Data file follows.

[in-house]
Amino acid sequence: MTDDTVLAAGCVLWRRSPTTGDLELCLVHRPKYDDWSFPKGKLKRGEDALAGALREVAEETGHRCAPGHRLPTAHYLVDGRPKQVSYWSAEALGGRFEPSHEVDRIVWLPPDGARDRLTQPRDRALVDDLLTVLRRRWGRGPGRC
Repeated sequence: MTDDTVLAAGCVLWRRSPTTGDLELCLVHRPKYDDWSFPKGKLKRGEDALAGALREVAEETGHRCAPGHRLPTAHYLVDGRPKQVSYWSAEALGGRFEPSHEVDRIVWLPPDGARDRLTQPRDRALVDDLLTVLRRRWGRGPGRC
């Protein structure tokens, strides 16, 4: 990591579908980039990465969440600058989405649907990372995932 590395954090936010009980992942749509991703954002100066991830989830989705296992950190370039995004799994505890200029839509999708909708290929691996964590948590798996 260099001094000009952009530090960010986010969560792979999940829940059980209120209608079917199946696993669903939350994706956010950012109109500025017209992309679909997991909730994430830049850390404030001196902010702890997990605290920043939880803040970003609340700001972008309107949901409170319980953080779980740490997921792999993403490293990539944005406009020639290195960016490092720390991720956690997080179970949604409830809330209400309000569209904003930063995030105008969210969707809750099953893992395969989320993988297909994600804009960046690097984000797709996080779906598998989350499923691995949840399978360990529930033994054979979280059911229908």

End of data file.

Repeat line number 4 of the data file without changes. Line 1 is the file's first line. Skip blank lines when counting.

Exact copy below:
């Protein structure tokens, strides 16, 4: 990591579908980039990465969440600058989405649907990372995932 590395954090936010009980992942749509991703954002100066991830989830989705296992950190370039995004799994505890200029839509999708909708290929691996964590948590798996 260099001094000009952009530090960010986010969560792979999940829940059980209120209608079917199946696993669903939350994706956010950012109109500025017209992309679909997991909730994430830049850390404030001196902010702890997990605290920043939880803040970003609340700001972008309107949901409170319980953080779980740490997921792999993403490293990539944005406009020639290195960016490092720390991720956690997080179970949604409830809330209400309000569209904003930063995030105008969210969707809750099953893992395969989320993988297909994600804009960046690097984000797709996080779906598998989350499923691995949840399978360990529930033994054979979280059911229908």